How Do We Decide What Is “Good”?
The Golden Rule has featured in major philosophies and religions throughout history. For example:
- “An eye for an eye, a tooth for a tooth” (Ancient Babylon)
- “Hurt not others in ways that you yourself would find hurtful” (Buddha)
- “Avoid doing what you would blame others for doing” (Classical Greek philosopher Thales)
- “Do unto others what you would have them do to you” (Jesus Christ)
- “The most righteous person is the one who consents for other people what he consents for himself, and who dislikes for them what he dislikes for himself” (Mohammed)
This all sounds good on the surface. Unfortunately, it is a bit simplistic.
The problem is that to live by the Golden Rule, we need only consider our own desires and then act towards others as we want them to act towards us. If I think pain is good, does that mean it is ethical for me to inflict pain on others? And if I do not consider the perspective of others, can I truly be said to be acting ethically?
Fortunately, ethical reasoning has progressed. A key to this progress is the concept of empathy.
The modern idea of empathy arguably has its roots in the ethical philosophy of Kant. Unlike the Golden Rule, Kant’s ethics challenge us to act as though what we do should become a universal law and simultaneously treat people as ends rather than means.
To live by Kant’s ethic is clearly a different proposition to the living by teachings of conventional religions and their various formulations of the Golden Rule. In Kant’s view, before taking action we must consider two things. Firstly, do our actions deserve to become laws, to guide all others universally in deciding on ethical actions? And secondly, do our actions treat people as equal in importance as ourselves, and not simply a way to achieve our objectives? If the answer is no to either question, then the proposed action is not ethical.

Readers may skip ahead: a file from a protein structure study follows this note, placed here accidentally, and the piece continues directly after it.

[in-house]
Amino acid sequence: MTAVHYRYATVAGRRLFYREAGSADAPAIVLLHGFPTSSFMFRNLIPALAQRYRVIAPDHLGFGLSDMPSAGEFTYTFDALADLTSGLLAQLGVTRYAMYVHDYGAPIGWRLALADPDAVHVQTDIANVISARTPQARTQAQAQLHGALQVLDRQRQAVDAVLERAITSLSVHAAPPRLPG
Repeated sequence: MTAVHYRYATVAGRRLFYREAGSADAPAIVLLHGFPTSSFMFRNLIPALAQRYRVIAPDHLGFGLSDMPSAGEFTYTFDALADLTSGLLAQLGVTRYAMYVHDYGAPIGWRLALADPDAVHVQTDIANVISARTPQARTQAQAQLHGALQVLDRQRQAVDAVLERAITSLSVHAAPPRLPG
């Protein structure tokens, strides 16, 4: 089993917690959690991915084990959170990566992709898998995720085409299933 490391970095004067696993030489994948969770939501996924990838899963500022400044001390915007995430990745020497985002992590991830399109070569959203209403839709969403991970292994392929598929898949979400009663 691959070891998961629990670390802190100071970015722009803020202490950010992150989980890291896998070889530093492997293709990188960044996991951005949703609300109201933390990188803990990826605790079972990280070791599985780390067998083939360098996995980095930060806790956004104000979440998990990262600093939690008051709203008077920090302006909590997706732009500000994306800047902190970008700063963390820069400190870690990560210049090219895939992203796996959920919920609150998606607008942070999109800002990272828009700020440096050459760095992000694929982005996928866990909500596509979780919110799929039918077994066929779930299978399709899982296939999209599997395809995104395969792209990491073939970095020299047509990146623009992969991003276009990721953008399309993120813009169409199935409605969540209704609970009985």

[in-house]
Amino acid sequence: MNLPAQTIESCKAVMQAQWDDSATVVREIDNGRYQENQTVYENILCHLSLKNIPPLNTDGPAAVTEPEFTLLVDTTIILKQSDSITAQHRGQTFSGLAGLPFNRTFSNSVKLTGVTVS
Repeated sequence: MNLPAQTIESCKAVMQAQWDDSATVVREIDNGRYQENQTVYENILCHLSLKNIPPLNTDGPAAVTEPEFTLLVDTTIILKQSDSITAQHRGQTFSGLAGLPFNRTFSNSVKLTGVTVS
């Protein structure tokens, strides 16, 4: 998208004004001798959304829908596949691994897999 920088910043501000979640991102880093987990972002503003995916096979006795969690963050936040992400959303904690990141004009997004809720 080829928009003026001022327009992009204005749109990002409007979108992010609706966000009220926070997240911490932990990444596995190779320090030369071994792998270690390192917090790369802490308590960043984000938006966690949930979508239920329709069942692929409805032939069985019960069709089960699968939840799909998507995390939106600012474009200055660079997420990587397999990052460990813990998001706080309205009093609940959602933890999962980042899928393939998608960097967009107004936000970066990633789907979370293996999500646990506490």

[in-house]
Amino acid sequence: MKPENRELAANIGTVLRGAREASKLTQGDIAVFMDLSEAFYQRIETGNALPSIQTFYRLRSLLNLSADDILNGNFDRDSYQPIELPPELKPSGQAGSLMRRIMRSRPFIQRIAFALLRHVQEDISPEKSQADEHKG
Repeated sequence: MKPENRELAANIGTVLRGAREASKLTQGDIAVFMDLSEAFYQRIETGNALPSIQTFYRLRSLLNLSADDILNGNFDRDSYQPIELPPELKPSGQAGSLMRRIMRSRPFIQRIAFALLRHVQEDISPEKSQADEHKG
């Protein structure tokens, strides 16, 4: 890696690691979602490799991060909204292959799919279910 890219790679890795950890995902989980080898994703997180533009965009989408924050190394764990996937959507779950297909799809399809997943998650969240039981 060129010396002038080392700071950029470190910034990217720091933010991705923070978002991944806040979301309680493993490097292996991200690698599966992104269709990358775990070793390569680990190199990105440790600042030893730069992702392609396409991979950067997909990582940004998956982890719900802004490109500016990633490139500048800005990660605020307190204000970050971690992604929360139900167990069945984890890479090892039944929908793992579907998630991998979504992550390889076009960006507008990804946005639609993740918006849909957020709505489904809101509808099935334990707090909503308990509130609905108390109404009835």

Once understood, this is a radically different view. It challenges us to consider other people in deciding what is ethical. To consider other people means seeing things from their perspective – “walking a mile in their shoes”. A plethora of literature is out there on empathy and the power of empathetic thinking to change the world for the better (and also the dangers of too much empathy!). Google it and see for yourself.
How Is This Relevant To Product Management?
Besides the minor detail of providing us a better way to think clearly about how to act ethically, there are at least 2 aspects of product management where empathy is important – getting the most from stakeholders and understanding customers.
Let’s consider some stakeholders. The Head of Marketing might give you a deadline for your product’s roadmap. Think about how you can use empathy to better understand what is motivating the request and that specific choice of deadline. A big new sale might depend on adding a major new feature within 3 months. Empathising with the sales team can help you understand what the true motivation is – perhaps it’s not that feature that is required, but merely a problem that can be solved in other ways.
Now let’s consider your customers. Do you really know what it is like to be your customer? Think about how you can walk some miles in their shoes, to truly see things from their perspective. Some techniques are observation, interviews, maintaining representative personas, shadowing customers as they go about their work and so on. We will dive into some of these techniques in later blogs.